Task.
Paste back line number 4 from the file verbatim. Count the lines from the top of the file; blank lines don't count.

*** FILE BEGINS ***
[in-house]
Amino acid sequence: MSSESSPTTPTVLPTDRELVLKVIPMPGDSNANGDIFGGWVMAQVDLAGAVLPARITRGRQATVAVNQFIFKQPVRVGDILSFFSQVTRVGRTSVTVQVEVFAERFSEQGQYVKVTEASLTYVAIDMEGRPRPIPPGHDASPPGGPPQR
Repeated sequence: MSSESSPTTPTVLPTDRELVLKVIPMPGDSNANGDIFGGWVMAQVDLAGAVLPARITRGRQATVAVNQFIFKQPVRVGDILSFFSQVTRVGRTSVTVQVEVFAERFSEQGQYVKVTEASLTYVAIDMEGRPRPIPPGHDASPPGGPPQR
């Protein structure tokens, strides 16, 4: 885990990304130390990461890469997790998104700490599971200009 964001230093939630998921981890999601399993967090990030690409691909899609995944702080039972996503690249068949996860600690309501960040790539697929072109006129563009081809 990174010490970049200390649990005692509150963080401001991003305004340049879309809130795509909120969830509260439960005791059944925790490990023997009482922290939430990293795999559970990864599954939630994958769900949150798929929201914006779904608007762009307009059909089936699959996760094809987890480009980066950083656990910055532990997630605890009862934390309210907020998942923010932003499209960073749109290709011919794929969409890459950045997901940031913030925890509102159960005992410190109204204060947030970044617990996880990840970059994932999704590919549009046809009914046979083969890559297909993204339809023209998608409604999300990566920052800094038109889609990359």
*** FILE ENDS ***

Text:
């Protein structure tokens, strides 16, 4: 885990990304130390990461890469997790998104700490599971200009 964001230093939630998921981890999601399993967090990030690409691909899609995944702080039972996503690249068949996860600690309501960040790539697929072109006129563009081809 990174010490970049200390649990005692509150963080401001991003305004340049879309809130795509909120969830509260439960005791059944925790490990023997009482922290939430990293795999559970990864599954939630994958769900949150798929929201914006779904608007762009307009059909089936699959996760094809987890480009980066950083656990910055532990997630605890009862934390309210907020998942923010932003499209960073749109290709011919794929969409890459950045997901940031913030925890509102159960005992410190109204204060947030970044617990996880990840970059994932999704590919549009046809009914046979083969890559297909993204339809023209998608409604999300990566920052800094038109889609990359």